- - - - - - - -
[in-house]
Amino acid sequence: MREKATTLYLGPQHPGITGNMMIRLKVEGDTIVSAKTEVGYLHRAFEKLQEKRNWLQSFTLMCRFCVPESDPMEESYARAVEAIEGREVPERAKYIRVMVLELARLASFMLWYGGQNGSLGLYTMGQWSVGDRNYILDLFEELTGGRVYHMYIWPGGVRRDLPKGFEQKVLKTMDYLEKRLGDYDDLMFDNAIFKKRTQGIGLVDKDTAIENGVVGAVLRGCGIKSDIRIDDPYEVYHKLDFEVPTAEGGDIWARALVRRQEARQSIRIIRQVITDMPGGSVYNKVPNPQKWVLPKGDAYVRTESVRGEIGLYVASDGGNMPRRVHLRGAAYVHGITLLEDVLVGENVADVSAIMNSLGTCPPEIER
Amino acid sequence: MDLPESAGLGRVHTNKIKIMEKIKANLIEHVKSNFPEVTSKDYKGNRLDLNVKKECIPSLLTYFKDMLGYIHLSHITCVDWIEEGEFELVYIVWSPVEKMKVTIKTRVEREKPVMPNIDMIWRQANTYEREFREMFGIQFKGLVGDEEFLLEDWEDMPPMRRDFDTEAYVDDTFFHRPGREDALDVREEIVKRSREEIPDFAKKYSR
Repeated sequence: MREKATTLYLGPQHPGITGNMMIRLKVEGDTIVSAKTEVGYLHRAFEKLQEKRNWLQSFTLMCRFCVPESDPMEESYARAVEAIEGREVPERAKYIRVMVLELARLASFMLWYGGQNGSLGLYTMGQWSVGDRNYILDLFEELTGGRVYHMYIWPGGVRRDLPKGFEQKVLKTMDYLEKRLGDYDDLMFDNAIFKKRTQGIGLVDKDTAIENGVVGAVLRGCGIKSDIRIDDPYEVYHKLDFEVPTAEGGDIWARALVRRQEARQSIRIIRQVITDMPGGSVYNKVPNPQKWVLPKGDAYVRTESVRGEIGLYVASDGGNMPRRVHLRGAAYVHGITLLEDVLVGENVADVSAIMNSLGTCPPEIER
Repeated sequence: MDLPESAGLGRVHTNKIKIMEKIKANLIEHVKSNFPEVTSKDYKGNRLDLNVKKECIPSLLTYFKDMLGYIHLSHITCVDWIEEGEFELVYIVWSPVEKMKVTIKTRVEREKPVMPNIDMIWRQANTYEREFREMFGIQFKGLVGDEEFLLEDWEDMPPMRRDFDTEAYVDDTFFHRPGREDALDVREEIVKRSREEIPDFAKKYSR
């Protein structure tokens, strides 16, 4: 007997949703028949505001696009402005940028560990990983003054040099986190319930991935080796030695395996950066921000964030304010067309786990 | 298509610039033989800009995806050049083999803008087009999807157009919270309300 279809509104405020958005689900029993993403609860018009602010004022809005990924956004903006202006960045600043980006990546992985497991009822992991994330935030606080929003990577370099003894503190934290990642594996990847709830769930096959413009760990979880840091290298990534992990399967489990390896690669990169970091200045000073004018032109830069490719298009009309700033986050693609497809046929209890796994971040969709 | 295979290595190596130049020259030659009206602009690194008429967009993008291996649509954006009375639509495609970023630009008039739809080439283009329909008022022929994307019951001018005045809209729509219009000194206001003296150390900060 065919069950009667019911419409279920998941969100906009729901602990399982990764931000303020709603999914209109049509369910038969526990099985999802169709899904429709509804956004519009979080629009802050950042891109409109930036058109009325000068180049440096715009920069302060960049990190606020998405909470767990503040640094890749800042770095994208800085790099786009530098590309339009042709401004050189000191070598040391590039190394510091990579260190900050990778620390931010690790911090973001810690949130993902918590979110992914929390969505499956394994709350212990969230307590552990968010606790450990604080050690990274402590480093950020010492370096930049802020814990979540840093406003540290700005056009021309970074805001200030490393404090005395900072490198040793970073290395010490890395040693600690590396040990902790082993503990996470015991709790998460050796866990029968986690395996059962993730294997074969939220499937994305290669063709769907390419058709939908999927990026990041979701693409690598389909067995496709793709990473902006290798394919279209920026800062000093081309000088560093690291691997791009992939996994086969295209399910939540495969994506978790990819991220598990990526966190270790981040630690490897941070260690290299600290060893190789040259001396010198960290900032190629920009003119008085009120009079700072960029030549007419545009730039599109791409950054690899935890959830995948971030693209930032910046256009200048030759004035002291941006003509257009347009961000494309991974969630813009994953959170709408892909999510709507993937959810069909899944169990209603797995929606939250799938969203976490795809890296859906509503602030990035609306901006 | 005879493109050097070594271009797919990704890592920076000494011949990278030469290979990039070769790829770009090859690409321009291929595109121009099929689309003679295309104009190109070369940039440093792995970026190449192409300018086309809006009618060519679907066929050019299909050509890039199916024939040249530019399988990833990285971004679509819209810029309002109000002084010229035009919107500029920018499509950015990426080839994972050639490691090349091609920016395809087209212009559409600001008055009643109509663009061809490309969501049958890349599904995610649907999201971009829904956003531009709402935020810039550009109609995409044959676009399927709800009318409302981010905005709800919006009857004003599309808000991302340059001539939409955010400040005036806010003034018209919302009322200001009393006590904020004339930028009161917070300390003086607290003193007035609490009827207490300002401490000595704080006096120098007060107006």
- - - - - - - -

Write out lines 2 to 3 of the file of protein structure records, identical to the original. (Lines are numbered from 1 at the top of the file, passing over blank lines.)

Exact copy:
Amino acid sequence: MREKATTLYLGPQHPGITGNMMIRLKVEGDTIVSAKTEVGYLHRAFEKLQEKRNWLQSFTLMCRFCVPESDPMEESYARAVEAIEGREVPERAKYIRVMVLELARLASFMLWYGGQNGSLGLYTMGQWSVGDRNYILDLFEELTGGRVYHMYIWPGGVRRDLPKGFEQKVLKTMDYLEKRLGDYDDLMFDNAIFKKRTQGIGLVDKDTAIENGVVGAVLRGCGIKSDIRIDDPYEVYHKLDFEVPTAEGGDIWARALVRRQEARQSIRIIRQVITDMPGGSVYNKVPNPQKWVLPKGDAYVRTESVRGEIGLYVASDGGNMPRRVHLRGAAYVHGITLLEDVLVGENVADVSAIMNSLGTCPPEIER
Amino acid sequence: MDLPESAGLGRVHTNKIKIMEKIKANLIEHVKSNFPEVTSKDYKGNRLDLNVKKECIPSLLTYFKDMLGYIHLSHITCVDWIEEGEFELVYIVWSPVEKMKVTIKTRVEREKPVMPNIDMIWRQANTYEREFREMFGIQFKGLVGDEEFLLEDWEDMPPMRRDFDTEAYVDDTFFHRPGREDALDVREEIVKRSREEIPDFAKKYSR